By Alison Arnold Ph.D. and Janae Whittaker Ali
It's happened to all of us. There you are, at an event, when it hits you -- paralyzing fear and doubt. Your hands start sweating, your heart races and you think, "I JUST CAN'T DO THIS." Learning to deal with fear and pushing through resistance is an important skill to overcome obstacles and reach your goals.
Where does fear come from?
Fear comes from many sources. Sometimes it comes from worrying about a past performance. Many times is comes from our minds taking a field trip into an unwanted future. Fear can be very sneaky. It can rear its head when you are burned out, feel too much pressure or if your own self-critic is out of control.
No matter what the source of fear, the result is out-of-control, negative thinking. Most often when you are afraid, you begin a tirade of negative thoughts. You may say to yourself things like, "I can't continue," or "I'm much slower then usual." Of course, your body hears these negative messages and reacts. It says back to you, "You're right. You are tired and slow." It's important to recognize the power of your mind.
Many people believe, "What you state, you create," Meaning that what you say to yourself over and over again becomes your reality. That is why it is so important you train your mind to perform your best, taking the power away from fear and doubt.
Looking at fear and doubt
You know the importance of proper body position as you train. But what about your mind? The mind is a thought factory, creating thought after thought after thought. A mind out-of-control is the same as a body out-of-control. What we call a "loose mind" creates fear, frustration, doubt and negativity.
The opposite is also true. "Tight mind" creates fearlessness, positivity, confidence and focus. So it's simple: just as you work on proper body position, do the same with your mind.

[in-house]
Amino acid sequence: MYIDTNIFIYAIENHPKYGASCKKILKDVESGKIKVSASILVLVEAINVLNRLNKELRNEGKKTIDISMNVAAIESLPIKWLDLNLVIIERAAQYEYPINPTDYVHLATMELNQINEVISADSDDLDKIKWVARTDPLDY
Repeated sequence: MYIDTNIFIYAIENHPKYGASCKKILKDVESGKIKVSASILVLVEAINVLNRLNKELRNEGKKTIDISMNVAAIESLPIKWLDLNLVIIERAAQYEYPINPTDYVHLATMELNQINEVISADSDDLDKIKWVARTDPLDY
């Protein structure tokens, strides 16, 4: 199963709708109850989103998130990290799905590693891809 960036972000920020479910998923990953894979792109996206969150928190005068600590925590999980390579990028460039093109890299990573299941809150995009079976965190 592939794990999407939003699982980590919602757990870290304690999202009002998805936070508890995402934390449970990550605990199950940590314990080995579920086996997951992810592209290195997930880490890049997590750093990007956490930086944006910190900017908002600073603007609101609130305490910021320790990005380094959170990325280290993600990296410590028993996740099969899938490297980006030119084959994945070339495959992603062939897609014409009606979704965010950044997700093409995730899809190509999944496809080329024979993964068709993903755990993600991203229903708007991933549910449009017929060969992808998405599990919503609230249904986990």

Whenever you notice fear and doubt, draw your attention to your loose mind with a simple comment. Say something to yourself like, "my mind seems loose, what am I thinking?" or "I see fear is creeping in," and focus on a motivating thought. Without awareness, making a correction is impossible. Teach yourself to identify loose mind whenever you feel it and then listen to what you are saying in your head. If the thought is making you feel good, keep it. If the thought is taking away your energy, "Flip it!"
Flip-it drills strengthen your mind by helping you change negative thoughts as quickly as possible. The first step is awareness. You must be aware of your typical negative thoughts and beliefs if you want to be successful in changing them. Take some time to identify the "loose mind" thoughts that get in your way in practice and competition. Most likely, it is the same thoughts over and over again.
When flipping your mind from negative thoughts to positive you want to utilize your breathing, brain (self-talk) and body language. All three of these elements work together to create your ideal mental state in both practice and competition. The first step to becoming more mentally disciplined is changing your breathing. If you feel yourself going to a negative mental state, break the cycle by taking a deep breath. This will tell your body that change is in the works.
Next, be sure your thoughts are powerful and positive. Many people have a key thought that shocks their mind into a better state. That thought can be "Stop," "Relax," or "Don't go there." After the initial shock thought, begin to flood yourself with positive or neutral thoughts that keep your mind on track. Any thought that creates a positive feeling is much better then a negative one. It could be, "I am strong," or "I am an energizer bunny," or "one step at a time." Thinking of technical corrections or focus points can also help your mind behave.
Finally, change your body. Your body language can actually control the neurotransmitters released in your brain. To change your mental state, change your face, eyes and running posture. This also sends a message to your mind and body that you are turning this around.
Visualizing flip-it drills
It is also very effective to visualize times when your mind is loose and how we're able to pull it back to tight mind. See yourself starting to falter in a race, then change your breathing, brain and body -- pulling your mind back to confidence. After a bad day of training, build your mental muscles by imagining three ways you could have successfully tightened your mind. Visualizing successful flip-it drills helps you plan for any negative situation and allows you to use it as fuel.
Your mind is the creator of many things. In order to perform your best in any sport, take control of it. Remember, out-of-control thinking leads to out-of-control performance.
Alison Arnold Ph.D. is the mental toughness trainer for USA Gymnastics, USA Figure Skating, Australia's Ski Team and numerous athletes in over 20 sports.
Janae Whittaker Ali, as seen on NBC's hit TV show, Starting Over, is a certified professional Life Coach.